First map of global freshwater trends shows "human fingerprint"
New research from NASA finds that human activities, including causing global warming and depleting groundwater for agriculture, are making for an increasingly water-stressed world. It's the first global accounting of trends in freshwater availability.
"No national, regional, or local water plan or assessment should overlook these estimates - they are the boundary conditions that shape water security."— Marc Levy, a researcher at Columbia University's Earth Institute who was not involved in the new study
The big picture: Since 2002, a pair of NASA satellites has been taking precise measurements of changes in the Earth's gravitational field. The mission known as GRACE (short for Gravity Recovery and Climate Experiment) has allowed scientists to detect trends in ice sheet thickness, surface water depth, and groundwater depletion.
What they found: The study, published in the journal Nature on Wednesday, provides reasons to worry about the stability of parts of the globe, particularly the heavily populated Middle East and South Asia. “This is the first time we’ve ever had a global map of how freshwater availability is changing,” said lead author Matthew Rodell of NASA's Goddard Space Flight Center. He said the results show a "clear human fingerprint" on global freshwater availability.
What's happening: Of the 34 areas with prominent changes in freshwater availability, 8 of them were found to be due to climate change, and 14 were from other human activities, such as sucking groundwater out of aquifers for crops. Just 12 of the 34 areas were deemed to be due to natural variability alone.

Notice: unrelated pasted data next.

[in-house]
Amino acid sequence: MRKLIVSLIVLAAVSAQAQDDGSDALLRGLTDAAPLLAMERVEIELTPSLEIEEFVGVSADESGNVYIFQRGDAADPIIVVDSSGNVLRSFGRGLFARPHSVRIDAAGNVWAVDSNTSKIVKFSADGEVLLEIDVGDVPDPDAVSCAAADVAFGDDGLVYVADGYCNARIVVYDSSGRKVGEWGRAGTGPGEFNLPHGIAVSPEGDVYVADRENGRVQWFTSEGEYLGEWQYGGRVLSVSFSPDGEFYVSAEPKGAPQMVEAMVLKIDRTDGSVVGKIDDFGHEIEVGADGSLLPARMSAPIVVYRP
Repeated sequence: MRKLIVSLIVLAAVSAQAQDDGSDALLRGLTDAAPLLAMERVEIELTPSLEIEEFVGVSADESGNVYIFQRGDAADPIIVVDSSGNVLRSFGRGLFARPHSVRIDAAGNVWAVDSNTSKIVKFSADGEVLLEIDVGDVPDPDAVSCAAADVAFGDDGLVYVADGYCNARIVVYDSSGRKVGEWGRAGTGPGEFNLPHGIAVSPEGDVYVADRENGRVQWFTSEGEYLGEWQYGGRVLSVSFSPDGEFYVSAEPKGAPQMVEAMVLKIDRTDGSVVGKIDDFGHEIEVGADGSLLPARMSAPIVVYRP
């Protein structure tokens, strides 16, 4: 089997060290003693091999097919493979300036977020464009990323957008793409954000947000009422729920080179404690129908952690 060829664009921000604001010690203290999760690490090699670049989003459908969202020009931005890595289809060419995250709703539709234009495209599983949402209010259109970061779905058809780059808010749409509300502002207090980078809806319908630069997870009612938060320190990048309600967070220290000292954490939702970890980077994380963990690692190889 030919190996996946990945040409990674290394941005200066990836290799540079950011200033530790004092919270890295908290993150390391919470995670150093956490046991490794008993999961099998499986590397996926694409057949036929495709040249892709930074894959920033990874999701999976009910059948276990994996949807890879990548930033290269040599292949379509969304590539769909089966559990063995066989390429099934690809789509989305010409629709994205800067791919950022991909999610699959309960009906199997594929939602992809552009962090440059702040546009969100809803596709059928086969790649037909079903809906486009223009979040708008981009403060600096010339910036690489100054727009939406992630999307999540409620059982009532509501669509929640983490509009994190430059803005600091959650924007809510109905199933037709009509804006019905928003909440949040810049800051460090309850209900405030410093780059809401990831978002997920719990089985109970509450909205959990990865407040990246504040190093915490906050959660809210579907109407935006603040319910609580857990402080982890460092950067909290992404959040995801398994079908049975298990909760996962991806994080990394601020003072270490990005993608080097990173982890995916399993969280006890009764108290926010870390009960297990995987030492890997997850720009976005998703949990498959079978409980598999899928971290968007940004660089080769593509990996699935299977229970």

Water winners and losers:
- Hot spots of water loss include the Greenland and Antarctic Ice Sheets, which are losing mass as the world warms, the Middle East and South Asia, where drought and groundwater depletion have raised fears of conflicts, and the Southwest U.S.
- The Greenland Ice Sheet alone lost about 279 billion tons of freshwater per year between April 2002 and March 2016, the study found.
- During the same period, the northern Middle East, including Syria and Iran, lost 32.1 billion tons of freshwater.
- The researchers found gains in freshwater availability associated with dam projects in South America and China, as well as increases in parts of North America.
- Those findings are consistent with climate projections showing that higher latitudes will get wetter while mid-latitudes and the tropics see less precipitation.
What it means: Scientists and policy experts say these findings have profound implications for the future of food availability, since so much water goes toward agriculture. “We need to remember that it’s not just water, it’s also water in food, in energy, in people,” said Jay Famiglietti, a study coauthor and researcher at NASA's Jet Propulsion Laboratory.
- Experts in the security implications of climate change, including water availability, said the new study could be viewed as a map of potential future conflict, if cooperation to ensure adequate water supplies fails.
"“Some of the trends outlined in this study should raise red flags for policy-makers," said Caitlin Werrell, co-founder of The Center for Climate and Security, in an email. Werrell was not involved in the new study.
Coming soon: The GRACE satellites used for this study are no longer functional, but NASA is scheduled to launch a GRACE follow-on mission on May 22. The new satellites will allow researchers to extend their data records to 30 years, which is considered long enough to detect and attribute climate trends. It will also have slightly higher resolution, enabling more close-ups of water-stressed regions.